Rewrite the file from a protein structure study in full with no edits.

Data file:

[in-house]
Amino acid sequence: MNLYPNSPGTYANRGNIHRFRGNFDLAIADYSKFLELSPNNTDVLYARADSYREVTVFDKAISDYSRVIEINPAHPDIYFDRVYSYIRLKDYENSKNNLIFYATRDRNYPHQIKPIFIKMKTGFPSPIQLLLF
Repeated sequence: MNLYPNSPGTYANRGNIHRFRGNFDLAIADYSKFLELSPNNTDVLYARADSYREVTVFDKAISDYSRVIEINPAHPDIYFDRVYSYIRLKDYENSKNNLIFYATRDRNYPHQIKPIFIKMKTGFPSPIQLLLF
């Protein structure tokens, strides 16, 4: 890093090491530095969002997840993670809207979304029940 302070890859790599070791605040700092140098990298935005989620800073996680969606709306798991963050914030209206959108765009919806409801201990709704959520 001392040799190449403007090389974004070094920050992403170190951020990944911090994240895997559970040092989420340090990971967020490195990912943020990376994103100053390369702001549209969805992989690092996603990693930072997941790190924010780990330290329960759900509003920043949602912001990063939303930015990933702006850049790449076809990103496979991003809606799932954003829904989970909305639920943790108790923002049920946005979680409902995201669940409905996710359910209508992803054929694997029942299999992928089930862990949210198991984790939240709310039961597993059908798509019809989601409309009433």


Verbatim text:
[in-house]
Amino acid sequence: MNLYPNSPGTYANRGNIHRFRGNFDLAIADYSKFLELSPNNTDVLYARADSYREVTVFDKAISDYSRVIEINPAHPDIYFDRVYSYIRLKDYENSKNNLIFYATRDRNYPHQIKPIFIKMKTGFPSPIQLLLF
Repeated sequence: MNLYPNSPGTYANRGNIHRFRGNFDLAIADYSKFLELSPNNTDVLYARADSYREVTVFDKAISDYSRVIEINPAHPDIYFDRVYSYIRLKDYENSKNNLIFYATRDRNYPHQIKPIFIKMKTGFPSPIQLLLF
């Protein structure tokens, strides 16, 4: 890093090491530095969002997840993670809207979304029940 302070890859790599070791605040700092140098990298935005989620800073996680969606709306798991963050914030209206959108765009919806409801201990709704959520 001392040799190449403007090389974004070094920050992403170190951020990944911090994240895997559970040092989420340090990971967020490195990912943020990376994103100053390369702001549209969805992989690092996603990693930072997941790190924010780990330290329960759900509003920043949602912001990063939303930015990933702006850049790449076809990103496979991003809606799932954003829904989970909305639920943790108790923002049920946005979680409902995201669940409905996710359910209508992803054929694997029942299999992928089930862990949210198991984790939240709310039961597993059908798509019809989601409309009433």